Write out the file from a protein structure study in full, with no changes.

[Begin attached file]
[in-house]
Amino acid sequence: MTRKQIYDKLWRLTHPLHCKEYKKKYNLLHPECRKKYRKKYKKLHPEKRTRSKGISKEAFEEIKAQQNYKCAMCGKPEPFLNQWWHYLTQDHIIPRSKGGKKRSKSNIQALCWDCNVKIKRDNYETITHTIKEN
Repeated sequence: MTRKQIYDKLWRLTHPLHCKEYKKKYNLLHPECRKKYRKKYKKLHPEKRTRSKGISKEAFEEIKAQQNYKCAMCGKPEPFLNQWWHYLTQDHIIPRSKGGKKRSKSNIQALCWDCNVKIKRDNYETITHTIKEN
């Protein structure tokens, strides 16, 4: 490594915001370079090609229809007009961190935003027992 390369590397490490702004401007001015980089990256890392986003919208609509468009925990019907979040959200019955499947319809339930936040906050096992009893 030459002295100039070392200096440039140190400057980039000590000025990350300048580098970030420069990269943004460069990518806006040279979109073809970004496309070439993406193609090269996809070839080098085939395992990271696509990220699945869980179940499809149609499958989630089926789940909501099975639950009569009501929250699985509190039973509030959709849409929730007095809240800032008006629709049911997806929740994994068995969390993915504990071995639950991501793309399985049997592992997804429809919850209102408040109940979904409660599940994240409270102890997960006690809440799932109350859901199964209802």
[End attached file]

[in-house]
Amino acid sequence: MTRKQIYDKLWRLTHPLHCKEYKKKYNLLHPECRKKYRKKYKKLHPEKRTRSKGISKEAFEEIKAQQNYKCAMCGKPEPFLNQWWHYLTQDHIIPRSKGGKKRSKSNIQALCWDCNVKIKRDNYETITHTIKEN
Repeated sequence: MTRKQIYDKLWRLTHPLHCKEYKKKYNLLHPECRKKYRKKYKKLHPEKRTRSKGISKEAFEEIKAQQNYKCAMCGKPEPFLNQWWHYLTQDHIIPRSKGGKKRSKSNIQALCWDCNVKIKRDNYETITHTIKEN
């Protein structure tokens, strides 16, 4: 490594915001370079090609229809007009961190935003027992 390369590397490490702004401007001015980089990256890392986003919208609509468009925990019907979040959200019955499947319809339930936040906050096992009893 030459002295100039070392200096440039140190400057980039000590000025990350300048580098970030420069990269943004460069990518806006040279979109073809970004496309070439993406193609090269996809070839080098085939395992990271696509990220699945869980179940499809149609499958989630089926789940909501099975639950009569009501929250699985509190039973509030959709849409929730007095809240800032008006629709049911997806929740994994068995969390993915504990071995639950991501793309399985049997592992997804429809919850209102408040109940979904409660599940994240409270102890997960006690809440799932109350859901199964209802």